During the 2016 presidential debates, Hillary Clinton accused then candidate Donald J. Trump of not paying income taxes.

Trump’s response? “That’s because I’m smart!”

Regardless of how you feel about President Trump not paying income taxes, you’d probably like to pay fewer taxes on your own income.

There are plenty of ways to reduce your income taxes if you know the code – the Internal Revenue Code (IRC), that is. It would be impossible to cover everything in the IRC in one blog post, so let’s just touch on a few things that many of us can take advantage of.

While paying zero income taxes is not a realistic goal for most people, we can likely pay a lot less in taxes by knowing the tax code and taking as many deductions as possible.

Quick income tax lesson

First, it helps if you know the rationale of the Internal Revenue Service’s tax policies. In a nutshell, any U.S. taxpayer will pay taxes on income only once.

Phase 1: Earned income from your job

  • You earn $1,000 Gross Income
  • You pay $ 150 income tax
  • You keep $ 850 net income

Phase 2: Unearned income from investments

  • You invest $850
  • You get $2,000
  • You gain $1,150

In the example above, when you cash out your investment, you would pay tax only on the gain of $1,150 – not the full $2,000 that you withdrew. Make sense? Okay, let’s move on.

Worth knowing: For taxation purposes, income is categorized as either earned (such as from an employer) or unearned (such as from an investment). Earned income and unearned income are usually taxed at separate rates, so it’s important to understand the difference.

Ways to help reduce your taxes

If you want to reduce the amount of money you pay in income taxes you have two key options:

  1. Bring in less income
  2. Take advantage of legally allowable tax deductions.

Since most people don’t want to reduce their income, let’s focus on option 2. The more deductions you can find for your situation, the less you will pay in income taxes.

Common tax deductions

Donations to charity

Many charitable contributions can be deducted from your taxable income. Some states will double your deduction or give you a direct credit for donations.

Key: Generally, the organization(s) need to be registered as 501(c)(3) non-profits in order for your donations to count, so your homework before writing a check.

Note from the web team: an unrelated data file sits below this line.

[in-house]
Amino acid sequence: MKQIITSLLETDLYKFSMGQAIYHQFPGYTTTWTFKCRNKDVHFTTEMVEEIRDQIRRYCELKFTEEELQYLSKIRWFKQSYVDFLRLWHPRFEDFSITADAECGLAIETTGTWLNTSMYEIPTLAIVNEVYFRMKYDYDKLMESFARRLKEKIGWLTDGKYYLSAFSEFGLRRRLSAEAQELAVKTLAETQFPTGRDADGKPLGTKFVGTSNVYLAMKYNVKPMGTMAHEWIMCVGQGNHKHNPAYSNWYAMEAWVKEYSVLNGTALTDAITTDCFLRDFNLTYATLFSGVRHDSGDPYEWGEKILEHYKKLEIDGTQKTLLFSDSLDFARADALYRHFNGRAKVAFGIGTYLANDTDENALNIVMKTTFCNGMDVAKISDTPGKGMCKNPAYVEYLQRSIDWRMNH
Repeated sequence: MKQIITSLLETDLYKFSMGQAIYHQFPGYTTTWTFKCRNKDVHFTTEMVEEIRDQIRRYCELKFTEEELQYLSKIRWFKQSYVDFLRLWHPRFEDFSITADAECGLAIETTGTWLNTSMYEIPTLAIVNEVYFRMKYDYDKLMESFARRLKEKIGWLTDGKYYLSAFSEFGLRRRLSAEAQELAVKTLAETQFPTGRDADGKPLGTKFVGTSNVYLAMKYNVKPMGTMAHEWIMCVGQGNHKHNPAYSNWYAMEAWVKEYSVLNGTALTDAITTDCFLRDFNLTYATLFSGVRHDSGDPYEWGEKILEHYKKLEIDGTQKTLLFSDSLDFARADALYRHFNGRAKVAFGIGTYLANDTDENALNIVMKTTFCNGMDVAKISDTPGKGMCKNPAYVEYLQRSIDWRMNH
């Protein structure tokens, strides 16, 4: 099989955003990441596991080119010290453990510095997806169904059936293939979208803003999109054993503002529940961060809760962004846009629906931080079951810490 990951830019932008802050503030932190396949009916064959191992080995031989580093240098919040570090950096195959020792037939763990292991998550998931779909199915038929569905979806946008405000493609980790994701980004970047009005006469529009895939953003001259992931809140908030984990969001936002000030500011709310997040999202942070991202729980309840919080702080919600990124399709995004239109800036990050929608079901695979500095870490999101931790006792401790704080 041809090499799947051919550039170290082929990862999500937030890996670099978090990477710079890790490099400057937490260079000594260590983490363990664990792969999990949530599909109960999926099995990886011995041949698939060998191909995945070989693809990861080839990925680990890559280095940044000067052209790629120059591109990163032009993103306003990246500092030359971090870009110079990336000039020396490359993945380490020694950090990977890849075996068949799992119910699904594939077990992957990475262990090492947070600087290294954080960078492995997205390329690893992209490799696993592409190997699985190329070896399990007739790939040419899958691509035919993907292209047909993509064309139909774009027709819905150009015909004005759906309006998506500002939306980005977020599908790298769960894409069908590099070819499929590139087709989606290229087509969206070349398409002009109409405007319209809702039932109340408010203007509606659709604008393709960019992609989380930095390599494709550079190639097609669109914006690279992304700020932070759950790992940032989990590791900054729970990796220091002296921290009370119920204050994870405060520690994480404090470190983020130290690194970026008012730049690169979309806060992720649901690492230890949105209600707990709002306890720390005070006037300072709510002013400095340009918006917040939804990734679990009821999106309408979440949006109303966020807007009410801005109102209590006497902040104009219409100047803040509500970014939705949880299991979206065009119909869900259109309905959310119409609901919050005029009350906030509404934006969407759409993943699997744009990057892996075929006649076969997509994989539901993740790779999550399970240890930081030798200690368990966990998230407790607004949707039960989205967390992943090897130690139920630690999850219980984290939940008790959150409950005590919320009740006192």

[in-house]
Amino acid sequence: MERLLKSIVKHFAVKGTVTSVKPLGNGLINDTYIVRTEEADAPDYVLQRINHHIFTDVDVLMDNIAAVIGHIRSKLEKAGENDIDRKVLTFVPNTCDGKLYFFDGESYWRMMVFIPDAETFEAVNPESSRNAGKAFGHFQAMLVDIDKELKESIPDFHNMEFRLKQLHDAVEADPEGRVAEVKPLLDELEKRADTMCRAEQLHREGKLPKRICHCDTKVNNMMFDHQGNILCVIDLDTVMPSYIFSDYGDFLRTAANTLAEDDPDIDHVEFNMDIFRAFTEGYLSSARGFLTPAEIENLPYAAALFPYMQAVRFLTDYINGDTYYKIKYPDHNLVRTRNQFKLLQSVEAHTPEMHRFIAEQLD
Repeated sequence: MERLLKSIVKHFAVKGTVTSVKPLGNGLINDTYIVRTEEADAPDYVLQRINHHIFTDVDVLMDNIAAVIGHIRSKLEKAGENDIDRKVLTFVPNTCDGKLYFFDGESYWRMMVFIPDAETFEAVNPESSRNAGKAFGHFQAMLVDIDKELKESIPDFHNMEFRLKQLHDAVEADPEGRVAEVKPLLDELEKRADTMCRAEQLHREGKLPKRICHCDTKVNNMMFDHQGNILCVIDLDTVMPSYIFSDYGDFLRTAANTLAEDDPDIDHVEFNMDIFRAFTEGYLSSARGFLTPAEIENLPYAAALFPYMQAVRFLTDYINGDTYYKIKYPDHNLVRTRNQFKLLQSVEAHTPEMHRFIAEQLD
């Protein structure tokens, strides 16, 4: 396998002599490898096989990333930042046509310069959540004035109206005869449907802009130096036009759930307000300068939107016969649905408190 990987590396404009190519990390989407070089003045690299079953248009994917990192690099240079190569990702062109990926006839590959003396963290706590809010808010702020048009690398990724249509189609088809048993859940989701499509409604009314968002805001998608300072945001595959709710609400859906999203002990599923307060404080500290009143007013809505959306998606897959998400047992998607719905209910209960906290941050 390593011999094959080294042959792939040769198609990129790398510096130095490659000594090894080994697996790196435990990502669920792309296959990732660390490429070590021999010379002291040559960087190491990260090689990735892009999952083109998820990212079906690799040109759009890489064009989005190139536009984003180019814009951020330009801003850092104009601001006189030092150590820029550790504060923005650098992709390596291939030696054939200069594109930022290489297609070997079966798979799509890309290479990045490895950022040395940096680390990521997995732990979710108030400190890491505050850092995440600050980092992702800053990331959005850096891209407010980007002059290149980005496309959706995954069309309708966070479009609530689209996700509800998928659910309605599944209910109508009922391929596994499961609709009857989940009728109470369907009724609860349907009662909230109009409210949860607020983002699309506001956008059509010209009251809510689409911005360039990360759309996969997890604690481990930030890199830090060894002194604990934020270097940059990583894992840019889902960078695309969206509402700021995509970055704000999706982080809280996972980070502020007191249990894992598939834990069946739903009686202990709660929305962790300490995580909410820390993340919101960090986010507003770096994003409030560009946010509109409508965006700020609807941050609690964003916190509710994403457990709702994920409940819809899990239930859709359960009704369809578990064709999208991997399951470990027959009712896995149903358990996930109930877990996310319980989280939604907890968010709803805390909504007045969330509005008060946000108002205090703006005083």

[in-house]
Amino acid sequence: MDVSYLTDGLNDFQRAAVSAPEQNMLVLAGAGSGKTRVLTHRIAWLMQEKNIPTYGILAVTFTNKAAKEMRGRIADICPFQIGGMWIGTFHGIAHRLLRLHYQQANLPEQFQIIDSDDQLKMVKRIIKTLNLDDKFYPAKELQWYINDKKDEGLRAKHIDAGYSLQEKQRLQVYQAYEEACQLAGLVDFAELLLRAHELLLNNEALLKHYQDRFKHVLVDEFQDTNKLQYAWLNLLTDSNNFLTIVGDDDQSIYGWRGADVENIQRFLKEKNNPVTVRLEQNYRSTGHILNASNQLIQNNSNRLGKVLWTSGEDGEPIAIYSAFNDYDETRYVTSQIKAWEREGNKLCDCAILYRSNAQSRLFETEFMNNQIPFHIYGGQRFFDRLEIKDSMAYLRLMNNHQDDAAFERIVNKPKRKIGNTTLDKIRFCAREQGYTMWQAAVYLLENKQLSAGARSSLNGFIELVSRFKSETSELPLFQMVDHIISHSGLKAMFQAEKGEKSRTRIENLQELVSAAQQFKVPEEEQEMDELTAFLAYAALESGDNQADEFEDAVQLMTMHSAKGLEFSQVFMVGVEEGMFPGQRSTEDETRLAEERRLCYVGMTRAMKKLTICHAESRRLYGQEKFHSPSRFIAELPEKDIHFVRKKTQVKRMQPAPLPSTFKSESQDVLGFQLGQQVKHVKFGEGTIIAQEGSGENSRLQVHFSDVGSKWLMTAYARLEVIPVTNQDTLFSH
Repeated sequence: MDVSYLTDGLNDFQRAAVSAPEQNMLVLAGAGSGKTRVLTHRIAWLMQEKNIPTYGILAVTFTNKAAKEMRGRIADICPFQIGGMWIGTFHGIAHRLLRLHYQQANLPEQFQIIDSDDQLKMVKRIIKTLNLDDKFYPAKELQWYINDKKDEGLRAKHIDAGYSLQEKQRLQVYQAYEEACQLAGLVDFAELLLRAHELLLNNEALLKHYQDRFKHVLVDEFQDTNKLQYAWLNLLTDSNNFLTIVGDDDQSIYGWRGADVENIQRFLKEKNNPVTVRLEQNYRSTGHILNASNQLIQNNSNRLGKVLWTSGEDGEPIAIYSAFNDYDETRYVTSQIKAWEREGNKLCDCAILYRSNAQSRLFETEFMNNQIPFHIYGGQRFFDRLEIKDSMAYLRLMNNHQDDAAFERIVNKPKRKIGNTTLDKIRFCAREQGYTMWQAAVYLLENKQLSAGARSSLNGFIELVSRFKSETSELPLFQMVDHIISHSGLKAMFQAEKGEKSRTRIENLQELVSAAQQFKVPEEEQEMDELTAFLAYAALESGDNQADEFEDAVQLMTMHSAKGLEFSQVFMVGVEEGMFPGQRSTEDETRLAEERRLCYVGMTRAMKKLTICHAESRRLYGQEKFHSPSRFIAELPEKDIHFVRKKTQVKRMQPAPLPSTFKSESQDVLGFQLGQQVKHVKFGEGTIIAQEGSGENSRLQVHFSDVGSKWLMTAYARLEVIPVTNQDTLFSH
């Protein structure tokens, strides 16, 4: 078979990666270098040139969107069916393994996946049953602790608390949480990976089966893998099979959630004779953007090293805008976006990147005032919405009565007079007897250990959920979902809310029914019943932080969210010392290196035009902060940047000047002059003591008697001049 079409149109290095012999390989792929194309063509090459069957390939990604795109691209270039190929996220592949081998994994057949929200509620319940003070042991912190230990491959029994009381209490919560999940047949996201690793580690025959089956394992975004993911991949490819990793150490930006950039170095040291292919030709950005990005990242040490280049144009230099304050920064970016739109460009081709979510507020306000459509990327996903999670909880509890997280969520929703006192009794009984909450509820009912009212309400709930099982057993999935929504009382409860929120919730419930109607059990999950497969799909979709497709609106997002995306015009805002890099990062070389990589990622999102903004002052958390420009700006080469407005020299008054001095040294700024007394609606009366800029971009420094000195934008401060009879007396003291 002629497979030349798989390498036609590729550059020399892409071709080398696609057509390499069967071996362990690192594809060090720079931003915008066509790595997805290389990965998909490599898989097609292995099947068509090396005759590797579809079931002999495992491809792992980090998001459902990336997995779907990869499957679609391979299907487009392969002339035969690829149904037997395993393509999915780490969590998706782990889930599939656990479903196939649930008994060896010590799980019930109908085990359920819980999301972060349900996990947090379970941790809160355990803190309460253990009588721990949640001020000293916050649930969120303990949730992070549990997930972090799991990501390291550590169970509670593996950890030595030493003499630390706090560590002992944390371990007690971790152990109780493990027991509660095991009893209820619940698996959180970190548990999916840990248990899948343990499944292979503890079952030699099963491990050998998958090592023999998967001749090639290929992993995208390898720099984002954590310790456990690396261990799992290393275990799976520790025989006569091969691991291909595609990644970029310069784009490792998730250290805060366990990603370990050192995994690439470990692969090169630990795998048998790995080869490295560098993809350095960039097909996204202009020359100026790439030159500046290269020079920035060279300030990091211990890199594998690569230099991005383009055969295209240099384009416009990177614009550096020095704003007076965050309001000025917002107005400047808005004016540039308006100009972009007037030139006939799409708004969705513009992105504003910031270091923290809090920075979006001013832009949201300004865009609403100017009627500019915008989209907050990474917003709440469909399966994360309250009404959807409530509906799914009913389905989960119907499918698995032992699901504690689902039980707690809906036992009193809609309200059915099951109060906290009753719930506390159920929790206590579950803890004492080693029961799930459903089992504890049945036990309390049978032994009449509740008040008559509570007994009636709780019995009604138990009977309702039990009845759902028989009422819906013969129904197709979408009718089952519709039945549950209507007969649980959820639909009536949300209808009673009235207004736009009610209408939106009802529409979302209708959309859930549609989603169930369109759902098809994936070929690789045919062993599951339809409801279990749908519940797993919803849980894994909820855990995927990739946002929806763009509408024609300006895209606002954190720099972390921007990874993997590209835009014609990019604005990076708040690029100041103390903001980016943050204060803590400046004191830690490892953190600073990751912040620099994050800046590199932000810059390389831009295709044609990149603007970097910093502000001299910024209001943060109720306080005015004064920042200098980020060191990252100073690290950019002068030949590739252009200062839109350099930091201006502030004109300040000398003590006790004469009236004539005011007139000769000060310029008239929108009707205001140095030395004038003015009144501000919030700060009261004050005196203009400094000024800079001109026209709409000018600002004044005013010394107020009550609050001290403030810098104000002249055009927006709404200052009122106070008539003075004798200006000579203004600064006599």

Related post: How to be sure your charitable donation is tax deductible

Retirement savings

If you work for a company that offers a retirement plan, chances are you can reduce your taxable income by putting money into your retirement account via payroll deduction.

Simple example: if you earn $40,000 a year and put $500 a month ($6,000 a year) away for retirement, your taxable income would be $34,000 ($40,000 – $6,000).

If you don’t have a retirement plan at your job, you may be able to deduct up to $5,500 a year if you put it into an IRA. For those of us age 50 and over, the deductible amount is $6,500, thanks to a “catch up” provision.

Health savings accounts

Contributions to qualified health savings accounts (HSA) are deductible in much the same way as retirement plan contributions. That means if you have money taken out of your pay and put into a HSA, your taxable income may be reduced by the amount you put away for health expenses.


Mortgage interest and property taxes

These deductions can make a big difference, and are already known by most homeowners. If you have a mortgage on your home, the interest you pay each year, and some of the other expenses like property taxes and mortgage insurance, can probably be deducted.

Medical insurance premiums and expenses

This one gets a little tricky. Generally speaking, healthcare expenses can only be deducted if the sum total exceeds 7.5% of your AGI. Still, it can pay to keep diligent records because some states give tax breaks for the money you spend on medical related expenses.

Education savings or expenses

Whether you put money into an education savings account for future years or pay for higher education expenses this year, there are many ways to reduce your overall tax bill by knowing what deductions exist and taking advantage of them.

Since your tax rate and overall tax amount is based on your Adjusted Gross Income (total income minus deductions), the bigger your deductions are, the less you’ll pay in income taxes.

The Takeaway:

Because President Trump hasn’t made his tax returns public, we don’t know for sure how – or if – he was able to reduce his income tax bill to zero. However, it’s presumable he has taken advantage of the deduction opportunities mentioned above, plus some the rest of us aren’t wealthy enough to concern ourselves with. While paying zero income taxes is not a realistic goal for most people, we can likely pay a lot less in taxes by knowing the tax code and taking as many deductions as possible.

Important: This post is intended to be educational only and should not be relied upon as tax advice. Everyone’s tax situation is unique and you should consult an expert tax preparer if you are unsure how the items above relate to you.